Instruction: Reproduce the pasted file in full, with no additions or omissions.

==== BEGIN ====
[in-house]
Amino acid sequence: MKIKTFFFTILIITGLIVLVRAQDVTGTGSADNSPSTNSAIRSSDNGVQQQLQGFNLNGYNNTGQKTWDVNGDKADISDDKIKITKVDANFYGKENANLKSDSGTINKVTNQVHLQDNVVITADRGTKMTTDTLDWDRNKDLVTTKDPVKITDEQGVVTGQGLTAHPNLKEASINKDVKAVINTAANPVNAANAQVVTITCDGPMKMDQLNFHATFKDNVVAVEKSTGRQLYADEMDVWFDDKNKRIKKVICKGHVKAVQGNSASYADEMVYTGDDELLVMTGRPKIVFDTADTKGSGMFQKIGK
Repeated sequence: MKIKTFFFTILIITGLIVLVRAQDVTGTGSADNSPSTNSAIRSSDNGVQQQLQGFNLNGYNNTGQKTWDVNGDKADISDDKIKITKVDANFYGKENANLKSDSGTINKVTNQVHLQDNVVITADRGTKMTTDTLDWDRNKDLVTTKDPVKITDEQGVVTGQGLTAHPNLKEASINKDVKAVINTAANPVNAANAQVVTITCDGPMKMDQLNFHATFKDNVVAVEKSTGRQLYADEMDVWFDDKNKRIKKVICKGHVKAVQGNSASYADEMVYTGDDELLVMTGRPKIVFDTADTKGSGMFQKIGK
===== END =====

[in-house]
Amino acid sequence: MKIKTFFFTILIITGLIVLVRAQDVTGTGSADNSPSTNSAIRSSDNGVQQQLQGFNLNGYNNTGQKTWDVNGDKADISDDKIKITKVDANFYGKENANLKSDSGTINKVTNQVHLQDNVVITADRGTKMTTDTLDWDRNKDLVTTKDPVKITDEQGVVTGQGLTAHPNLKEASINKDVKAVINTAANPVNAANAQVVTITCDGPMKMDQLNFHATFKDNVVAVEKSTGRQLYADEMDVWFDDKNKRIKKVICKGHVKAVQGNSASYADEMVYTGDDELLVMTGRPKIVFDTADTKGSGMFQKIGK
Repeated sequence: MKIKTFFFTILIITGLIVLVRAQDVTGTGSADNSPSTNSAIRSSDNGVQQQLQGFNLNGYNNTGQKTWDVNGDKADISDDKIKITKVDANFYGKENANLKSDSGTINKVTNQVHLQDNVVITADRGTKMTTDTLDWDRNKDLVTTKDPVKITDEQGVVTGQGLTAHPNLKEASINKDVKAVINTAANPVNAANAQVVTITCDGPMKMDQLNFHATFKDNVVAVEKSTGRQLYADEMDVWFDDKNKRIKKVICKGHVKAVQGNSASYADEMVYTGDDELLVMTGRPKIVFDTADTKGSGMFQKIGK